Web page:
It took more than 150 years for the Juneteenth celebration to wedge deeply into pop culture.
Now it’s there, filling our TV sets with related shows.
That starts Friday, when TBS has a double-feature and ABC has a two-hour special, complete with music, features and Barack Obama. It wraps up Sunday, with CBS showing “Selma” … which will already have aired three times Saturday (the actual holiday) on cable.
That Saturday has a flood of specials, including a new one (the History’s Channel’s “Fight the Power”) and lots of reruns. Viewers can watch Tracee Ellis Ross in nine-hours of “Black-ish” reruns … or skip the final half-hour and see a profile of her mother, Diana Ross.
The holiday marks the final collapse of slavery. The Confederates had surrendered on May 9, 1865, but Texans continued to have slaves until a Union general’s proclamation on June 18.
The first celebration was in 1866, but the holiday didn’t reach broad visibility. Ralph Ellison (“Invisible Man”) spent 40 years working on a “Juneteenth” novel; a portion of it was finally printed in 1999.
Donald Trump hadn’t heard of the holiday when he scheduled his first rally of the 2020 campaign. The timing drew an uproar – on Juneteenth … in the summer of the George Floyd protests … in Tulsa, the site of America’s worst race massacre. Trump moved it back a day and Juneteenth grew in visibility.
That weekend, ABC and a few others had TV specials. A year later, there’s a cascade, including:
THURSDAY (June 17)
– A “Say It Loud” edition: “Are Black People Truly Free?: Juneteenth and the Continuing Fight for Liberation,” www.pbs.org.
– “Civil War (Or, Who Do We Think We Are?),” Peacock. This travels the country, hearing different accounts of what happened in the Civil War.
(Both arrive via streaming and will remain available; on Saturday, pbs.org adds “Slavery By Another Name.)
FRIDAY (June 18)
– “Friday Night Vibes,” 7:30 p.m., TBS. This is the debut of a weekly watch party, in which Tiffany Haddish will chat with friends and catch a double-feature. Some future weeks will have comedies (Haddish’s specialty), but this one is tailored to the Juneteenth weekend, with “Creed” (2015) and, at 10:15, “Creed II” (2018). Deon Cole co-hosts and Snoop Dogg visits.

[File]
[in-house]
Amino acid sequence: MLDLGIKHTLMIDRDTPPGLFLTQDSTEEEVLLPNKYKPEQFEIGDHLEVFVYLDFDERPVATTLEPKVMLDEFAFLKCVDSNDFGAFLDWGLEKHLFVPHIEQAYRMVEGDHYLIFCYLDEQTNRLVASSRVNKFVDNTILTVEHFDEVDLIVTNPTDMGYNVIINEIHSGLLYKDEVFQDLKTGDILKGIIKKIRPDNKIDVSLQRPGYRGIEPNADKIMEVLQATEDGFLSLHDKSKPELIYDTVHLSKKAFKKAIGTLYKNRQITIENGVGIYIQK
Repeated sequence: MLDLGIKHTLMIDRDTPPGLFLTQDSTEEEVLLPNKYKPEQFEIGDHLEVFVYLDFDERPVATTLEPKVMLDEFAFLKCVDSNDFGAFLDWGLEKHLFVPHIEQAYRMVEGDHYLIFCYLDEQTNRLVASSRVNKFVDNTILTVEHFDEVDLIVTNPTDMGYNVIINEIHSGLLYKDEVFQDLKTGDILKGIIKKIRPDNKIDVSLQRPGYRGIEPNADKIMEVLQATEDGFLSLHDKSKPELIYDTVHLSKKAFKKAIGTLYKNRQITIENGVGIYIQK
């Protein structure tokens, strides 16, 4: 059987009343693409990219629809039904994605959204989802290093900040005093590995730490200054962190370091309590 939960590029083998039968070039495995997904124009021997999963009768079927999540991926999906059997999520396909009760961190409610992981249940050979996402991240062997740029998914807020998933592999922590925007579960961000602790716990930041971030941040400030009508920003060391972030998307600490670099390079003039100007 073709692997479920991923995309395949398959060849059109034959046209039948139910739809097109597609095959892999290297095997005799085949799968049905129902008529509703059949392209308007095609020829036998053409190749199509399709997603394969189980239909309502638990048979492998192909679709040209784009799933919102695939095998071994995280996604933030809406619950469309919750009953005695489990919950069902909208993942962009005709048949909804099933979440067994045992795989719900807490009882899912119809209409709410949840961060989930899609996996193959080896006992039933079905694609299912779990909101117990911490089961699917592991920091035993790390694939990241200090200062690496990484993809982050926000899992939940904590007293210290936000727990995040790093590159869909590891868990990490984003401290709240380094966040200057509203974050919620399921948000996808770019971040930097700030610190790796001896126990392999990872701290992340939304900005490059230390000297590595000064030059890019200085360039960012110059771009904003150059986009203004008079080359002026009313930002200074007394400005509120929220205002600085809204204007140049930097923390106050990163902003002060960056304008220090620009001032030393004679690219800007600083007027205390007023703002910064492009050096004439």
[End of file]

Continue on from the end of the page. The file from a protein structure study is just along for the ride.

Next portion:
— “Juneteenth: Together We Triumph,” 9-11 p.m., ABC. The “Soul of a Nation” team returns, with another ambitious show. This one has music by Chloe Bailey (half of Chloe x Halle), Leon Bridges and country star Jimmy Allen. Michael Strahan interviews Barack Obama; another feature looks at new links that Blacks have formed with small-town whites and with Asian-American religious leaders. Other stories look at soul food and at Black farmers, artists and businesses.
SATURDAY (June 19, Juneteenth)
– The Ovation cable channel has an eight-hour string of documentary profiles, starting with Beyonce at 6 a.m. ET. Also: Whoopi Goldberg, 7 a.m.; Richard Pryor, 8; Eddie Murphy, 9; Morgan Freeman, 10; Spike Lee, 11; Denzel Washington, noon; Muhammad Ali, 1 p.m.
– FXX has a nine-hour “Black-ish” marathon. It starts (7 a.m.) and ends (3:30 p.m.) with the show’s episode about Juneteenth. Other subjects range from police violence to Black history.
– FX has a movie marathon, with “Selma” (2014) at 7 a.m.; “The Hate U Give” (2018) at 10; Lee’s “BlacKkKlansman” (2018) at 1 p.m.; the Oscar-winning “Green Book” (2018) at 4 p.m.; “Hidden Figures” (2016) at 7 and 10 p.m.; and “Green Book” again at 1 a.m.
– More movies are on TBS. Michael B. Jordan stars in the “Creed” films at noon and 2:30 p.m., then co-stars in the epic “Black Panther” (2018) at 5.
– The classic “Carmen Jones” (1954) is at 1:30 p.m. on FX Movies, followed by more-recent films – “The Hate U Give” (2018) at 3 p.m.; “Get Out” (2017) at 5:50 p.m.; “Selma” (2014) at 8 and 10:40 p.m.; and “Get Out” (2014) at 1:20 a.m.
– Music films are on Turner Classic Movies. It’s gospel at noon ET, jazz from 2-6 p.m., “Jimi Hendrix” (1973) at 6; “Sparkle” (1976) at 8; and “Krush Groove” (1985) at 10.
– Music profiles are on the AXS channel. It’s Motown at 3 p.m. ET; Diana Ross and the Supremes, 3:30; the New York hip hop scene, 4; James Brown, 4:30; Stevie Wonder, 5; Prince, 5:30; Lenny Kravitz, 6:30 and then the highlight – a Tina Turner profile at 7 p.m. and her 1990 concert (before 70,000 people in Barcelona) at 8, with those repeating at 10:30 and 11:30 p.m.
– “Fight the Power: The Movements That Changed America,” 8 p.m., History. Co-produced by Kareem Abdul-Jabbar, it ranges from the early civil rights protests to the current Black Lives Matter ones, plus other movements involving rights for gays, women and union members. That repeats at 2:06 a.m., surrounded by documentaries on the Tuskegee Airmen, 7 p.m.; the Tulsa massacre, 9:02 p.m.; civil rights, 11:05; and Tulsa, again, at 12:03 a.m.
– “Selma” (2014), 8-11 p.m., CBS. In a relatively late change, the network sets aside its regular shows, to wrap up the Juneteenth weekend with this film about Martin Luther King’s historic march. It drew an Oscar for the triumphant song “Glory” and a nomination for best picture.